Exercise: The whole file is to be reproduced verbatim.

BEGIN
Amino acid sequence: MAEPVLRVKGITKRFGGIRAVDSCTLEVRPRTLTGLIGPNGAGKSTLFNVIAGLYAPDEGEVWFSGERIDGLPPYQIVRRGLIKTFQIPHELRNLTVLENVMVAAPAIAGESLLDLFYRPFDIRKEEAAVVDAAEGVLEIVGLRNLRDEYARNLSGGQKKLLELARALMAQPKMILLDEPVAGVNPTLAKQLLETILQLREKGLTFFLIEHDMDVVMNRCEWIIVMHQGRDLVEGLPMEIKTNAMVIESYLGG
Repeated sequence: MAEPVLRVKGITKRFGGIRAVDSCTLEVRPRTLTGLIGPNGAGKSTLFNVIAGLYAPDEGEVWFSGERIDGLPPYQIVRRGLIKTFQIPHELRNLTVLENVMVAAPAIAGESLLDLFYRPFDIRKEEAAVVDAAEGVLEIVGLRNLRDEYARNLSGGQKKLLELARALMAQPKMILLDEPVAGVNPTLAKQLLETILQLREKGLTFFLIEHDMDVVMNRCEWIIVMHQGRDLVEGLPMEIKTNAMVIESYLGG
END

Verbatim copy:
Amino acid sequence: MAEPVLRVKGITKRFGGIRAVDSCTLEVRPRTLTGLIGPNGAGKSTLFNVIAGLYAPDEGEVWFSGERIDGLPPYQIVRRGLIKTFQIPHELRNLTVLENVMVAAPAIAGESLLDLFYRPFDIRKEEAAVVDAAEGVLEIVGLRNLRDEYARNLSGGQKKLLELARALMAQPKMILLDEPVAGVNPTLAKQLLETILQLREKGLTFFLIEHDMDVVMNRCEWIIVMHQGRDLVEGLPMEIKTNAMVIESYLGG
Repeated sequence: MAEPVLRVKGITKRFGGIRAVDSCTLEVRPRTLTGLIGPNGAGKSTLFNVIAGLYAPDEGEVWFSGERIDGLPPYQIVRRGLIKTFQIPHELRNLTVLENVMVAAPAIAGESLLDLFYRPFDIRKEEAAVVDAAEGVLEIVGLRNLRDEYARNLSGGQKKLLELARALMAQPKMILLDEPVAGVNPTLAKQLLETILQLREKGLTFFLIEHDMDVVMNRCEWIIVMHQGRDLVEGLPMEIKTNAMVIESYLGG